(Śrīmad-Bhāgavatam 5.19.7, Purport)

"The entire world is under the illusion that people will be happy by advancing in materialistic measures to counteract the miseries of conditional life, but this attempt will never be successful. Humanity must be trained to engage in the transcendental loving service of the Lord. That is the purpose of the Kṛṣṇa consciousness movement. There can be no happiness in changing one's material conditions, for everywhere there is trouble and misery."

(Śrīmad-Bhāgavatam 7.9.17, Purport)

"This movement is always kind to the poor, not only because it feeds them but also because it gives them enlightenment by teaching them how to become Kṛṣṇa conscious. We are therefore opening hundreds and thousands of centers for those who are poor, both in money and in knowledge, to enlighten them in Kṛṣṇa consciousness and reform their character by teaching them how to avoid illicit sex, intoxication, meat-eating and gambling, which are the most sinful activities and which cause people to suffer, life after life. The best way to use money is to open such a center, where all may come live and reform their character. They may live very comfortably, without denial of any of the body's necessities, but they live under spiritual control, and thus they live happily and save time for advancement in Kṛṣṇa consciousness. If one has money, it should not be squandered away on nothing. It should be used to push forward the Kṛṣṇa consciousness movement so that all of human society will become happy, prosperous and hopeful of being promoted back home, back to Godhead."

(Śrīmad-Bhāgavatam 8.19.41, Purport)

"In Bhagavad-gītā it is stated that the Lord is satisfied if some devotee offers Him even a leaf or a little water. This formula prescribed by the Lord is universally applicable, even for the poorest man. But that does not mean that one who has sufficient means to worship the Lord very nicely should also adopt this method and try to satisfy the Lord simply by offering water and a leaf. If he has sufficient means, he should offer nice decorations, nice flowers and nice foodstuffs and observe all ceremonies. It is not that one should try to satisfy the Supreme Lord with a little water and a leaf, and for himself spend all his money in sense gratification."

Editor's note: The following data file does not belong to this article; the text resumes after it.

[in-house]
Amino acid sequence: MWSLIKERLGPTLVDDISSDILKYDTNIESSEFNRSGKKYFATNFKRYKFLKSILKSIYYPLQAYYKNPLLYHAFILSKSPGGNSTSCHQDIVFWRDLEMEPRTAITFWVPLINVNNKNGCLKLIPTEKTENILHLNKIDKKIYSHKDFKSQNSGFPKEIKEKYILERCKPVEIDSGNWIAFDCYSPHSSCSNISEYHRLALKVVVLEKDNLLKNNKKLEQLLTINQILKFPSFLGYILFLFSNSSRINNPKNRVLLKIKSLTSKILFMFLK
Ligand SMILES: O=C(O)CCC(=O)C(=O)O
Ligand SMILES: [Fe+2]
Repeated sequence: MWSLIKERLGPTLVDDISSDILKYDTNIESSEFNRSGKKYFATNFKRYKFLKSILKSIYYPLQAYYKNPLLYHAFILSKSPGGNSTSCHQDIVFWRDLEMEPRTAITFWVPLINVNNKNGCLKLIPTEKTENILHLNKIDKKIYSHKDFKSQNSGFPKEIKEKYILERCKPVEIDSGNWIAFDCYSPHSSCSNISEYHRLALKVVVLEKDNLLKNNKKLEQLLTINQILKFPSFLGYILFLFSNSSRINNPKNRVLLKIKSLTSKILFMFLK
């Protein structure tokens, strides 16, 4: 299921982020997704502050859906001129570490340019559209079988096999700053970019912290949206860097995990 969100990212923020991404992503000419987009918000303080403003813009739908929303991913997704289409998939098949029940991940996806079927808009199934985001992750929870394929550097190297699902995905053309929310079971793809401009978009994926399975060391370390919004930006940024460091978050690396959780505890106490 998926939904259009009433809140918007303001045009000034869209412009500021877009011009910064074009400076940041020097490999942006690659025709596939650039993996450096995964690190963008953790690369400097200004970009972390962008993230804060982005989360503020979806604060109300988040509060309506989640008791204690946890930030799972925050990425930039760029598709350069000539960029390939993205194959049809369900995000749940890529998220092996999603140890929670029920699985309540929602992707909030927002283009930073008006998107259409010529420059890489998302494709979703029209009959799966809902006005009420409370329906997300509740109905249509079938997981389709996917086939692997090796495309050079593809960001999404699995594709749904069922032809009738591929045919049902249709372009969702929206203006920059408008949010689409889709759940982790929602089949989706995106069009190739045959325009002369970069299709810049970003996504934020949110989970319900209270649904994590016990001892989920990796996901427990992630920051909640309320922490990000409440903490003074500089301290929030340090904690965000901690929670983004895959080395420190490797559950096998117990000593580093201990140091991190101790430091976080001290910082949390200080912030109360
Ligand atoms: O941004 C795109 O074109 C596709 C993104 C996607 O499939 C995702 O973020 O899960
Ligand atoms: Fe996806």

(Nectar of Devotion, Chapter 8)

"Pure devotion is uncontaminated by the modes of material nature. Ahaituky apratihatā: unconditional devotional service cannot be checked by any material condition. This means that one does not have to be very rich to serve the Supreme Personality of Godhead. Even the poorest man can equally serve the Supreme Personality of Godhead if he has pure devotion. If there is no ulterior motive, devotional service cannot be checked by any material condition."

(Caitanya-caritāmṛta Madhya 1.161, Purport)